Listening to music is a favorite pastime of mine when it comes to sitting in front of my computer and writing away my thoughts be it my journal, my novels, or just plain old school work. I don’t necessarily identify with any particular genre of music (vocal and instrumental alike), and as such go with any piece that suits my mood further aligning with the fact that my selections vary wildly from artist to artist.
Over the last few weeks, my efforts have predominantly revolved around the completion of a literature review about my PhD research. I completed the draft just a few days back. Relishing in the bout of relief that ensued, I lounged back into my chair while listening to a randomized instrumental playlist on YouTube. I would soon alight upon a particular piece that would kindle the memories of my past, drawing my eyes back to the screen of my laptop, where I was welcomed by the opening to a show I had watched in my childhood.
It didn’t take long for my bout of relief to transform into one of nostalgia. Indulging in the bittersweet bliss of the feeling, I sank into the warm and fuzzy emotions of fond memories from my past, subsequently delving into the late hours of the night on a marathon of memories that took me over. This particular scenario was most apt, relating to my earliest inspirations that engaged my creative skills and fueled my love for writing and music, namely, Cartoons from the 1990s. In that vein, I could relate, or for lack of a better word, restrain myself to a few cartoons that struck my nostalgic chords the most all the way back to my childhood, long before anime ruled the roost of my creativity.
It all began on a sunny day jog back home from school to meet my two friends, Christopher Robin and Winnie-The-Pooh.
This would officially be the first of the may cartoons I ever watched as a kid, taking me back to my days in my hometown in Madurai, running home from school, only to sit down in front of the TV and share in the whimsical adventures of my two friends Christopher Robin and Winnie-The-Pooh.
We would also be joined by two other friends from the distant lands of Arabia: Aladdin and Genie.
With no idea of how vast the world was at such a young age, these four would be a large part of my childhood where I learned to
and when it came to being a mischievous kid that
all in the time-span of an hour’s limited streaming of cartoons on the single channel that ran on the T.V.
Soon, I would be lucky enough to have my chance to explore the world when my family first moved to Egypt. This time there were two T.V.s in the house though the cartoons were still a limited treasure to come by.
The cartoons would usually broadcast around a three hour session early every Saturday morning when my baby sister (half-asleep most of the time, if I may add) and I would sneak over to the T.V. room while our parents were fast asleep. This time my adventures would alternate between outer-space and our planet as I accompanied Flash Gordon and his crew (the animated feature of 1996) hovering over to futuristic and past timelines with good family friends in the Flintstones (celebrating Christmas before the birth of Jesus Christ), the Jetsons (who would be the preface to my own experience of the technology boom that followed the late ’90s), and a pinch of freakishness to add to the concoction in the Addams Family.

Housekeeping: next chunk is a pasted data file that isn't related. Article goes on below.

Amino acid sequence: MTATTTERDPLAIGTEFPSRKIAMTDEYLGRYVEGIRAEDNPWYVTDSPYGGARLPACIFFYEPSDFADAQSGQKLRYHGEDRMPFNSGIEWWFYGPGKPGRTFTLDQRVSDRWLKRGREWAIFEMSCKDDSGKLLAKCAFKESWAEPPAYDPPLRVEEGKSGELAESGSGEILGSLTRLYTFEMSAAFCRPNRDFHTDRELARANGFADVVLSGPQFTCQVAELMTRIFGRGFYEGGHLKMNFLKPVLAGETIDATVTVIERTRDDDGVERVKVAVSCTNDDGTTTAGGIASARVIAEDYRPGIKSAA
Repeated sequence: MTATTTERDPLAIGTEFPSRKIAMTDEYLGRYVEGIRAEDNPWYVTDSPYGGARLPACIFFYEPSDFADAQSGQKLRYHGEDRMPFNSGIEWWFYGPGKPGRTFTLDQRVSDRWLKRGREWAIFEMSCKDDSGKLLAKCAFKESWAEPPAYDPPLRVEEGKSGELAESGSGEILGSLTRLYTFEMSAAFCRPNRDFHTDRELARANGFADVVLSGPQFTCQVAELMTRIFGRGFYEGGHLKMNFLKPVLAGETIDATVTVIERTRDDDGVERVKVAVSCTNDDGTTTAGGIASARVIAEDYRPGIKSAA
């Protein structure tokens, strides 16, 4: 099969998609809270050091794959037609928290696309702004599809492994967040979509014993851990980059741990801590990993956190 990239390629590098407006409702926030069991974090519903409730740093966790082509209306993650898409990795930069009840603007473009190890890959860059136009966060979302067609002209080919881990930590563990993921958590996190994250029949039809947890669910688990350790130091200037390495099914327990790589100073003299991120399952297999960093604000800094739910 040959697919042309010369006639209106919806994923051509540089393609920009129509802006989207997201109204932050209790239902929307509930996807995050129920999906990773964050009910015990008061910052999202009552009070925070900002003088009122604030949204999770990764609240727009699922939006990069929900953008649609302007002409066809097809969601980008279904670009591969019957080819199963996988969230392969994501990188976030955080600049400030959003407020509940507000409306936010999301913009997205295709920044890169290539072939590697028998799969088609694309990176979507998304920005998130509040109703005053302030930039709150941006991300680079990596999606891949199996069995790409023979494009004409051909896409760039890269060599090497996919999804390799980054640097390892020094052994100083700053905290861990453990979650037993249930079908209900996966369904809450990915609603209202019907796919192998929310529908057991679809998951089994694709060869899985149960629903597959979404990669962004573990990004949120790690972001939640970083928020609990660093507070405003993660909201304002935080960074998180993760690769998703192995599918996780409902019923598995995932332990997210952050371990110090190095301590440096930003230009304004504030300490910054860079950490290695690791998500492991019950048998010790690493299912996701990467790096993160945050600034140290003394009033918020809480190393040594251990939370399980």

Along with a whole host of other characters each with their singular adventures, I would find myself surrounded by an ever growing family of friends who served as my inspirations in the Cartoons I watched as a kid.
You had the anthropomorphic cats T-Bone and Razor from Swat Kats, who were my first taste of being a legitimate bad-ass, to the incredibly fun Mystery Inc. gang and their impressively subtle mysteries, as well as a slew of others from the manly Centurions, the infuriating Dee-Dee from Dexter’s Laboratory, and the Elvis Presley of Cartoon characters, Johnny Bravo, of whom my mother wasn’t necessarily a fan (in retrospect, I could see why), and his far more adventurous and wiser cousin in Johnny Quest.
But everything that has a beginning has an end, and so as the years passed I would soon find other interests that would catch my attention.
Diverting as I did from the cartoons of the yester-years, I would delve into anime and other forms of entertainment in a world that gradually evolved into a social media frenzy. But that transition is indeed what makes those very memories so nostalgic.
Funnily enough, I’m now at a stage in my life where as I ponder about the future, I only seem to find more pit-stops where I visit and relish the company of the friends of my past. I would have never known then as a kid that one day I would aspire to become a writer/artist, and here I am following in the footsteps of my dreams propelled by those very same inspirations of the past.
Though life is an adventure filled with beginnings and separations, nothing can deny the eternity of memories, and in that sense, this bout of nostalgia was in essence a celebration of the past, and a merry precursor to the good weekend’s rest that has followed!